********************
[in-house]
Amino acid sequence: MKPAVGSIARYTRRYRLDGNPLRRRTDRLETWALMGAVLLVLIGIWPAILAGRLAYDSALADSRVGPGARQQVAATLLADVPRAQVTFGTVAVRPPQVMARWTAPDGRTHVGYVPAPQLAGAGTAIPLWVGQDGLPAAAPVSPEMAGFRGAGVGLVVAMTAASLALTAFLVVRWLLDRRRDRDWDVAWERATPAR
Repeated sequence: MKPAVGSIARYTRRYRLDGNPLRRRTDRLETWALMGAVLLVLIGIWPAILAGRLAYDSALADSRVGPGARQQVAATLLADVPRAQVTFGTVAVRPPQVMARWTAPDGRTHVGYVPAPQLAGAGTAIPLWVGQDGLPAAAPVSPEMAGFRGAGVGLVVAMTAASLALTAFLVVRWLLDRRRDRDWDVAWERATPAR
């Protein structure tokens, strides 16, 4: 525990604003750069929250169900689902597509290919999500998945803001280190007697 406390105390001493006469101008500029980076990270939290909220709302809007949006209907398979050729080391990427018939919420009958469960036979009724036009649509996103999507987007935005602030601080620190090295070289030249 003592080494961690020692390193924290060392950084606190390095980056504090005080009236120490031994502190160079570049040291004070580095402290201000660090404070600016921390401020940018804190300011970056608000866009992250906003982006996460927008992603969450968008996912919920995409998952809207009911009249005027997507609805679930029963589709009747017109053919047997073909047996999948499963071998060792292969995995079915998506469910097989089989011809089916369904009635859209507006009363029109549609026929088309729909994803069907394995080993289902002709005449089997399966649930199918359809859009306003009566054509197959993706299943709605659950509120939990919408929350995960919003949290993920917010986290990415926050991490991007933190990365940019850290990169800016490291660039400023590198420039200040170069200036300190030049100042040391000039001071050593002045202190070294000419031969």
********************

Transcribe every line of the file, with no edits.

[in-house]
Amino acid sequence: MKPAVGSIARYTRRYRLDGNPLRRRTDRLETWALMGAVLLVLIGIWPAILAGRLAYDSALADSRVGPGARQQVAATLLADVPRAQVTFGTVAVRPPQVMARWTAPDGRTHVGYVPAPQLAGAGTAIPLWVGQDGLPAAAPVSPEMAGFRGAGVGLVVAMTAASLALTAFLVVRWLLDRRRDRDWDVAWERATPAR
Repeated sequence: MKPAVGSIARYTRRYRLDGNPLRRRTDRLETWALMGAVLLVLIGIWPAILAGRLAYDSALADSRVGPGARQQVAATLLADVPRAQVTFGTVAVRPPQVMARWTAPDGRTHVGYVPAPQLAGAGTAIPLWVGQDGLPAAAPVSPEMAGFRGAGVGLVVAMTAASLALTAFLVVRWLLDRRRDRDWDVAWERATPAR
């Protein structure tokens, strides 16, 4: 525990604003750069929250169900689902597509290919999500998945803001280190007697 406390105390001493006469101008500029980076990270939290909220709302809007949006209907398979050729080391990427018939919420009958469960036979009724036009649509996103999507987007935005602030601080620190090295070289030249 003592080494961690020692390193924290060392950084606190390095980056504090005080009236120490031994502190160079570049040291004070580095402290201000660090404070600016921390401020940018804190300011970056608000866009992250906003982006996460927008992603969450968008996912919920995409998952809207009911009249005027997507609805679930029963589709009747017109053919047997073909047996999948499963071998060792292969995995079915998506469910097989089989011809089916369904009635859209507006009363029109549609026929088309729909994803069907394995080993289902002709005449089997399966649930199918359809859009306003009566054509197959993706299943709605659950509120939990919408929350995960919003949290993920917010986290990415926050991490991007933190990365940019850290990169800016490291660039400023590198420039200040170069200036300190030049100042040391000039001071050593002045202190070294000419031969």